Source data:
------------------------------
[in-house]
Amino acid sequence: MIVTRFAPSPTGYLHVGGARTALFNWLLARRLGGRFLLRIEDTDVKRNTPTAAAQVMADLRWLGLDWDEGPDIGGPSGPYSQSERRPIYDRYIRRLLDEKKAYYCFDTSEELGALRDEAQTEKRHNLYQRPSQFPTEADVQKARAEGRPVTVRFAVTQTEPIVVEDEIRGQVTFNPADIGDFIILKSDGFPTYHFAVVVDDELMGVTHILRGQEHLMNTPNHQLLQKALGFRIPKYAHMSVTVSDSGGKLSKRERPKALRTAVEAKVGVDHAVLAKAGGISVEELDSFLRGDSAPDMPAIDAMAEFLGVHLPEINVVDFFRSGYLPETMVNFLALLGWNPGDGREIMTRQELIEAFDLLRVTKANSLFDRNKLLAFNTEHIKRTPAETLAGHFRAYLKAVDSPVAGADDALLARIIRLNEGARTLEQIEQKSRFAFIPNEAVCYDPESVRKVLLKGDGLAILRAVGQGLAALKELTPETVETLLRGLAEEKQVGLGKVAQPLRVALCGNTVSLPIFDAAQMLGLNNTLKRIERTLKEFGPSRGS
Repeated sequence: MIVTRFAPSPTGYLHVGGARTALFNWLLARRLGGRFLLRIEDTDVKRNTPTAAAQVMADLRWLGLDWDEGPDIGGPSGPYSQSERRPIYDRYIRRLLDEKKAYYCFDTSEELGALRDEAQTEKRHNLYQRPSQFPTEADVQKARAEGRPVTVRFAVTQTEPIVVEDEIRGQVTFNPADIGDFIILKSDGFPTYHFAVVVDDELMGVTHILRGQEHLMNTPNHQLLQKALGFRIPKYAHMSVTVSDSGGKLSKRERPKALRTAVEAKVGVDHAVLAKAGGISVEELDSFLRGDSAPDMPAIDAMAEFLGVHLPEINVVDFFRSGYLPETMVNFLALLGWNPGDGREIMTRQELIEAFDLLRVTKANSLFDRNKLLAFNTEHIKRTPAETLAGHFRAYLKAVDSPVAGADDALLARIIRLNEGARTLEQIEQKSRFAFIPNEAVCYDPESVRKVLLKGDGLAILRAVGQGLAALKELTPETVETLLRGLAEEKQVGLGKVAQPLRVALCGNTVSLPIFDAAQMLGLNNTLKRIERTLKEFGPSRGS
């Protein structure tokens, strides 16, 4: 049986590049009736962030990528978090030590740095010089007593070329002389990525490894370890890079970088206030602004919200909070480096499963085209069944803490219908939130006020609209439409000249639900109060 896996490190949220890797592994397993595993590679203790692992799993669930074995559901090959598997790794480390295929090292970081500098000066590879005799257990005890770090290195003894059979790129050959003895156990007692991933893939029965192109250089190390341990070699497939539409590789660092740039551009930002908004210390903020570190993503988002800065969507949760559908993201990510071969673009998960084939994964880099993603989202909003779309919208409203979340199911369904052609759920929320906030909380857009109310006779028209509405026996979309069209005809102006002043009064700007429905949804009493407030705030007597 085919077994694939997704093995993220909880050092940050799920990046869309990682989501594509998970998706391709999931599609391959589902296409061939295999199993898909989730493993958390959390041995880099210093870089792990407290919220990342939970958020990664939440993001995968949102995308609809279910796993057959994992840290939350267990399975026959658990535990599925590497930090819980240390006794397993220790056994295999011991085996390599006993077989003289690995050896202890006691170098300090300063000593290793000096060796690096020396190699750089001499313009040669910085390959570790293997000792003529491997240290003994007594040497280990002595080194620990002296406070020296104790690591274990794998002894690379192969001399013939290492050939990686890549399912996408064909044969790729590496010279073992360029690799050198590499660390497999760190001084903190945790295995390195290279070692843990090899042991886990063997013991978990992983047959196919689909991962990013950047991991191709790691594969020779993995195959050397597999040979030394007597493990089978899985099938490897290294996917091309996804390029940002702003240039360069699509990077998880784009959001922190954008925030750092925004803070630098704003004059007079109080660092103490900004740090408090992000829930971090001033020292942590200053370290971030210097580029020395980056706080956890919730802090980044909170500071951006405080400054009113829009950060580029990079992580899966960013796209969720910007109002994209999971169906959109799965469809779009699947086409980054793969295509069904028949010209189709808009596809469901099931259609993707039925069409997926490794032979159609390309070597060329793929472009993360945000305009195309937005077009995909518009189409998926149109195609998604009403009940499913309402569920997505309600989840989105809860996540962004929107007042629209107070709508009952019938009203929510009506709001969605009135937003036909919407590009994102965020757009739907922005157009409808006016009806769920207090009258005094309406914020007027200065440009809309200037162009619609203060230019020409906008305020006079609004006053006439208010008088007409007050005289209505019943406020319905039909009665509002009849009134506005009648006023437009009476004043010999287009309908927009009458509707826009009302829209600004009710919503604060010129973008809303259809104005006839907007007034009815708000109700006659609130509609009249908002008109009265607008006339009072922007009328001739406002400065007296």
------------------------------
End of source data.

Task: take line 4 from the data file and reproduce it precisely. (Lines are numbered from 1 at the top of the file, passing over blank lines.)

């Protein structure tokens, strides 16, 4: 049986590049009736962030990528978090030590740095010089007593070329002389990525490894370890890079970088206030602004919200909070480096499963085209069944803490219908939130006020609209439409000249639900109060 896996490190949220890797592994397993595993590679203790692992799993669930074995559901090959598997790794480390295929090292970081500098000066590879005799257990005890770090290195003894059979790129050959003895156990007692991933893939029965192109250089190390341990070699497939539409590789660092740039551009930002908004210390903020570190993503988002800065969507949760559908993201990510071969673009998960084939994964880099993603989202909003779309919208409203979340199911369904052609759920929320906030909380857009109310006779028209509405026996979309069209005809102006002043009064700007429905949804009493407030705030007597 085919077994694939997704093995993220909880050092940050799920990046869309990682989501594509998970998706391709999931599609391959589902296409061939295999199993898909989730493993958390959390041995880099210093870089792990407290919220990342939970958020990664939440993001995968949102995308609809279910796993057959994992840290939350267990399975026959658990535990599925590497930090819980240390006794397993220790056994295999011991085996390599006993077989003289690995050896202890006691170098300090300063000593290793000096060796690096020396190699750089001499313009040669910085390959570790293997000792003529491997240290003994007594040497280990002595080194620990002296406070020296104790690591274990794998002894690379192969001399013939290492050939990686890549399912996408064909044969790729590496010279073992360029690799050198590499660390497999760190001084903190945790295995390195290279070692843990090899042991886990063997013991978990992983047959196919689909991962990013950047991991191709790691594969020779993995195959050397597999040979030394007597493990089978899985099938490897290294996917091309996804390029940002702003240039360069699509990077998880784009959001922190954008925030750092925004803070630098704003004059007079109080660092103490900004740090408090992000829930971090001033020292942590200053370290971030210097580029020395980056706080956890919730802090980044909170500071951006405080400054009113829009950060580029990079992580899966960013796209969720910007109002994209999971169906959109799965469809779009699947086409980054793969295509069904028949010209189709808009596809469901099931259609993707039925069409997926490794032979159609390309070597060329793929472009993360945000305009195309937005077009995909518009189409998926149109195609998604009403009940499913309402569920997505309600989840989105809860996540962004929107007042629209107070709508009952019938009203929510009506709001969605009135937003036909919407590009994102965020757009739907922005157009409808006016009806769920207090009258005094309406914020007027200065440009809309200037162009619609203060230019020409906008305020006079609004006053006439208010008088007409007050005289209505019943406020319905039909009665509002009849009134506005009648006023437009009476004043010999287009309908927009009458509707826009009302829209600004009710919503604060010129973008809303259809104005006839907007007034009815708000109700006659609130509609009249908002008109009265607008006339009072922007009328001739406002400065007296």